‘Please don’t desert me’ – Zimbabwe’s Mnangagwa pleads for loyalty

President Emmerson Mnangagwa

PRESIDENT Emmerson Mnangagwa has appealed to Zanu PF supporters to stick with the ruling party despite the deepening economic problems in the country.

Mnangagwa was speaking at a rally at the Matizha business centre in Serima, Gutu on Friday where thousands of Zanu PF supporters were bussed to the venue.

He said the multifaceted crisis facing the country should not drive ruling party supporters away from Zanu PF.

“You know where we are coming from and where we are going,” Mnangagwa said.

“We got problems as a country. But these are not problems that can force you to leave the party. These are problems that unite us to build our country.

“Yes, we have economic challenges, but they will pass.

“We shall come to a time when we shall say we went through hardships and hunger, but the period of plenty is coming.

“I do not think next year is a drought period…..In the night, defend your party, during the day defend your party, whether you went to bed without eating or not.”

Zimbabwe is in the grip of hyperinflation and is struggling with shortages of foreign currency, fuel, medicines, mealie meal and rolling power cuts, among others.

The International Monetary Fund recently warned that without genuine political dialogue in Zimbabwe, chances of an economic turnaround were dim.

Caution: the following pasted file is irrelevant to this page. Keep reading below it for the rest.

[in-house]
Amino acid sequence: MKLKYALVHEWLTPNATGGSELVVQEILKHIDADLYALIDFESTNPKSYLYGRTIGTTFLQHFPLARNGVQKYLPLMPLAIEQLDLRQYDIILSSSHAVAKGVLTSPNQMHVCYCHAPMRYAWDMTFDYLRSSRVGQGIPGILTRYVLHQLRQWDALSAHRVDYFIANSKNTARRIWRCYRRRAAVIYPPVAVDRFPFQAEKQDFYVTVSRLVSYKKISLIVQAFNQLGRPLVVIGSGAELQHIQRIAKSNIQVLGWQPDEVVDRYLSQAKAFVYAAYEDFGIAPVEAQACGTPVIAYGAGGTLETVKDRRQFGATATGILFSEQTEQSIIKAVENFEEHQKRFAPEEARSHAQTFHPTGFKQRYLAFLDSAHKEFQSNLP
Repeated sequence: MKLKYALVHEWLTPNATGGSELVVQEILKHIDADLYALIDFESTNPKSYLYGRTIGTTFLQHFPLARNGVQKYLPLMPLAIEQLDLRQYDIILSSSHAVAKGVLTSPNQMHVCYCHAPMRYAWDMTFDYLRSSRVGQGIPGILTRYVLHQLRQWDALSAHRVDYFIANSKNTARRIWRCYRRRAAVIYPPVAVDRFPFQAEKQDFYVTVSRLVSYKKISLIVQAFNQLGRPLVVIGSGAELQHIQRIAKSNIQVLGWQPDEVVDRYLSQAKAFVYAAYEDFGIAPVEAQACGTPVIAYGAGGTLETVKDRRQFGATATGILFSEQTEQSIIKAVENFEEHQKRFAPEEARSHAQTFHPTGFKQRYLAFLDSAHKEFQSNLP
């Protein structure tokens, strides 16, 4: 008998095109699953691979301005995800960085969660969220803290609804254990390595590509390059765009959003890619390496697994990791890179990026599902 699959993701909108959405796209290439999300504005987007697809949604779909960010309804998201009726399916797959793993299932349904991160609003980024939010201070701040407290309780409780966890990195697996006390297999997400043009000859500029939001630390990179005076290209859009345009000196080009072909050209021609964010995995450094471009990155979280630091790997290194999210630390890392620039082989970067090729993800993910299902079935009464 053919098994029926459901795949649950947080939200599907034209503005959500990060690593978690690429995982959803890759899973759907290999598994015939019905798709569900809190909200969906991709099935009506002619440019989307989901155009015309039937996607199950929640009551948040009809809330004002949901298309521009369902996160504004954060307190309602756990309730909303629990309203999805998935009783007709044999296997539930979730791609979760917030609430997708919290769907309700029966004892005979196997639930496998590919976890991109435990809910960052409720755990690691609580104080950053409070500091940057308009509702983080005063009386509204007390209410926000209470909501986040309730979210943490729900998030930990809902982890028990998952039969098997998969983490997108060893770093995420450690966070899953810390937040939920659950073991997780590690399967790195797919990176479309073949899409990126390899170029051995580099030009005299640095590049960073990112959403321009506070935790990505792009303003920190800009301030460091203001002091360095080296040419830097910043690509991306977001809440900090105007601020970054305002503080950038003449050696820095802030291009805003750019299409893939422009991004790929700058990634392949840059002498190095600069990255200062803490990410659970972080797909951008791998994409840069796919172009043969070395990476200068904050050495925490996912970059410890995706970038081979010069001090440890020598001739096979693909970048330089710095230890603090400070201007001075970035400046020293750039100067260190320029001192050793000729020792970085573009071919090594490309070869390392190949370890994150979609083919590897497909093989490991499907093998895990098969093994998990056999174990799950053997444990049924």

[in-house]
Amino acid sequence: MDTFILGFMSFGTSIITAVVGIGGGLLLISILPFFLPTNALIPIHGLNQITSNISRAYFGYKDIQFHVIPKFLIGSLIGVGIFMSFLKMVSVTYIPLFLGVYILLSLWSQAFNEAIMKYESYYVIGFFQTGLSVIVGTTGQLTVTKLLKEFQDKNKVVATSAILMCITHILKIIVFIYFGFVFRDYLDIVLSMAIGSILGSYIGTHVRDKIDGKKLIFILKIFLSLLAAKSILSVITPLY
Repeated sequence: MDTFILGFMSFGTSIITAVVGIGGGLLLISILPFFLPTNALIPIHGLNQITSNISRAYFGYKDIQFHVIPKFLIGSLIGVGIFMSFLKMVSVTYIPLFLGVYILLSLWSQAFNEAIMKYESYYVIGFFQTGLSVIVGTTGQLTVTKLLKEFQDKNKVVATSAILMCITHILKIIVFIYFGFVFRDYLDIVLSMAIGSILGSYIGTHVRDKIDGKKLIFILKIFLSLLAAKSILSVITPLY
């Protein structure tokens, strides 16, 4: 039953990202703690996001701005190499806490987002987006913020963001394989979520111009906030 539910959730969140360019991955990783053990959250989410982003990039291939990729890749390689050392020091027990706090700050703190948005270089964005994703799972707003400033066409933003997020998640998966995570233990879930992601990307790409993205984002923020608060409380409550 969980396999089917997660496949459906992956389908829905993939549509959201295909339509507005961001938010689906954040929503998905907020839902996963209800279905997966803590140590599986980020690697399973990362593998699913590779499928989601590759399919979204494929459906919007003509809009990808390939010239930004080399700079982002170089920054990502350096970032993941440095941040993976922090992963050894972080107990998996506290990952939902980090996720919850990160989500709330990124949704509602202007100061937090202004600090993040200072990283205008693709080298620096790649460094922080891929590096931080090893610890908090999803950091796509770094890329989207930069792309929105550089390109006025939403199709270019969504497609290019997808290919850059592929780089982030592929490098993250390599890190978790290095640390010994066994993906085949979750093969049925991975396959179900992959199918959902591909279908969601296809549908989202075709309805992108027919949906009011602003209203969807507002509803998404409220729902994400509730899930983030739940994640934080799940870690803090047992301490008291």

Mnangagwa has refused to engage in direct talks with his main rival Nelson Chamisa, who is challenging his legitimacy following the controversial 2018 elections.

On Friday the Zanu PF leader described Masvingo as a “one-party state” after the ruling party won 25 seats out of 26 seats in the 2018 general elections.

“Masvingo is a one-party state,” he said.

“The leadership and structures are strong from the grassroots to the top.

“Your coming here in your thousands shows that the structures are working.

“Of course, there may be one or two who are not party members, it is there and understandable.”

Mnangagwa poured scorn on Chamisa for continuing to challenge his election victory, saying the stance would not change anything.

“We want peace and harmony in our country. We want a relationship and interaction based on non-violence,” he said.

“We do not want violence, burning of property and blocking roads. We want unity.

“Of course, we have to disagree, but whatever we do, we must debate, not to say if I don’t get my way, nothing will go ahead.

“The sun will rise and set, January will come and go till December, while you are saying I won the elections, and we rule and rule while you are still stuck in the 2018 elections.

“We are now eyeing 2023.” – The Standard